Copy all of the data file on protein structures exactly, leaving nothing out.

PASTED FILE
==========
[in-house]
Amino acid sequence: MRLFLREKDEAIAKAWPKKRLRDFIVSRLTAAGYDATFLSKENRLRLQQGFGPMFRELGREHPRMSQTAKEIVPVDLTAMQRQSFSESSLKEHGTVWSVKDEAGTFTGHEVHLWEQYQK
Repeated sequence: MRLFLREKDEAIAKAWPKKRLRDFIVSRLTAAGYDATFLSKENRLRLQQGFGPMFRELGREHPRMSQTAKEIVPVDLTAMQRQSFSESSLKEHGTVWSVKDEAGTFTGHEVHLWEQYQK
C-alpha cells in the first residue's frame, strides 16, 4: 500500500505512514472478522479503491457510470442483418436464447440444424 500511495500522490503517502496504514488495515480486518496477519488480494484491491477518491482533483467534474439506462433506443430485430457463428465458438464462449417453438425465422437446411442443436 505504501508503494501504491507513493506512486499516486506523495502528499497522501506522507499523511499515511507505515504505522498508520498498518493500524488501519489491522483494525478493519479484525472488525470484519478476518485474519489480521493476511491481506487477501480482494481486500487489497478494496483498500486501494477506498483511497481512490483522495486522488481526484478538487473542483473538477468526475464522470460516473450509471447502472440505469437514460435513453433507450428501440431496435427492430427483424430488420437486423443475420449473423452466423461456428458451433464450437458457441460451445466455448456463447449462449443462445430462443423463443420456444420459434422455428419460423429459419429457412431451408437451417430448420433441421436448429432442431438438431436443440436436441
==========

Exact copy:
[in-house]
Amino acid sequence: MRLFLREKDEAIAKAWPKKRLRDFIVSRLTAAGYDATFLSKENRLRLQQGFGPMFRELGREHPRMSQTAKEIVPVDLTAMQRQSFSESSLKEHGTVWSVKDEAGTFTGHEVHLWEQYQK
Repeated sequence: MRLFLREKDEAIAKAWPKKRLRDFIVSRLTAAGYDATFLSKENRLRLQQGFGPMFRELGREHPRMSQTAKEIVPVDLTAMQRQSFSESSLKEHGTVWSVKDEAGTFTGHEVHLWEQYQK
C-alpha cells in the first residue's frame, strides 16, 4: 500500500505512514472478522479503491457510470442483418436464447440444424 500511495500522490503517502496504514488495515480486518496477519488480494484491491477518491482533483467534474439506462433506443430485430457463428465458438464462449417453438425465422437446411442443436 505504501508503494501504491507513493506512486499516486506523495502528499497522501506522507499523511499515511507505515504505522498508520498498518493500524488501519489491522483494525478493519479484525472488525470484519478476518485474519489480521493476511491481506487477501480482494481486500487489497478494496483498500486501494477506498483511497481512490483522495486522488481526484478538487473542483473538477468526475464522470460516473450509471447502472440505469437514460435513453433507450428501440431496435427492430427483424430488420437486423443475420449473423452466423461456428458451433464450437458457441460451445466455448456463447449462449443462445430462443423463443420456444420459434422455428419460423429459419429457412431451408437451417430448420433441421436448429432442431438438431436443440436436441